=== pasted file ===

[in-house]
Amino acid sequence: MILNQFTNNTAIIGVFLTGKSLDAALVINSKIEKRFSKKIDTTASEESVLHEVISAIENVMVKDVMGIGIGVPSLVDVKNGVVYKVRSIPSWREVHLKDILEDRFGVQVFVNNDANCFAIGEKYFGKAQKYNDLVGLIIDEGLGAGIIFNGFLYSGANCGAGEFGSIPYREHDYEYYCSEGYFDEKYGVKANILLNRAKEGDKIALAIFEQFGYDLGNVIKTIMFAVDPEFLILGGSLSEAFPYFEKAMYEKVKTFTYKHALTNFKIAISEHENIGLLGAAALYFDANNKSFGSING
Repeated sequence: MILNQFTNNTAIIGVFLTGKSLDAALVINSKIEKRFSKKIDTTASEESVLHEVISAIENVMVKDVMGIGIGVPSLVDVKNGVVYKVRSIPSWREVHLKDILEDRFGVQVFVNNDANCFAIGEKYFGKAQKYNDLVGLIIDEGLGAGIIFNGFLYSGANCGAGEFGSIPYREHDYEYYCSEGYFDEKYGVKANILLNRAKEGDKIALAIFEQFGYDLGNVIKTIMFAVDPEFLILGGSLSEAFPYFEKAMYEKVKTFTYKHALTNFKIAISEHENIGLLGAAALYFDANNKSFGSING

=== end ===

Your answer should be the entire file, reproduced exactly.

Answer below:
[in-house]
Amino acid sequence: MILNQFTNNTAIIGVFLTGKSLDAALVINSKIEKRFSKKIDTTASEESVLHEVISAIENVMVKDVMGIGIGVPSLVDVKNGVVYKVRSIPSWREVHLKDILEDRFGVQVFVNNDANCFAIGEKYFGKAQKYNDLVGLIIDEGLGAGIIFNGFLYSGANCGAGEFGSIPYREHDYEYYCSEGYFDEKYGVKANILLNRAKEGDKIALAIFEQFGYDLGNVIKTIMFAVDPEFLILGGSLSEAFPYFEKAMYEKVKTFTYKHALTNFKIAISEHENIGLLGAAALYFDANNKSFGSING
Repeated sequence: MILNQFTNNTAIIGVFLTGKSLDAALVINSKIEKRFSKKIDTTASEESVLHEVISAIENVMVKDVMGIGIGVPSLVDVKNGVVYKVRSIPSWREVHLKDILEDRFGVQVFVNNDANCFAIGEKYFGKAQKYNDLVGLIIDEGLGAGIIFNGFLYSGANCGAGEFGSIPYREHDYEYYCSEGYFDEKYGVKANILLNRAKEGDKIALAIFEQFGYDLGNVIKTIMFAVDPEFLILGGSLSEAFPYFEKAMYEKVKTFTYKHALTNFKIAISEHENIGLLGAAALYFDANNKSFGSING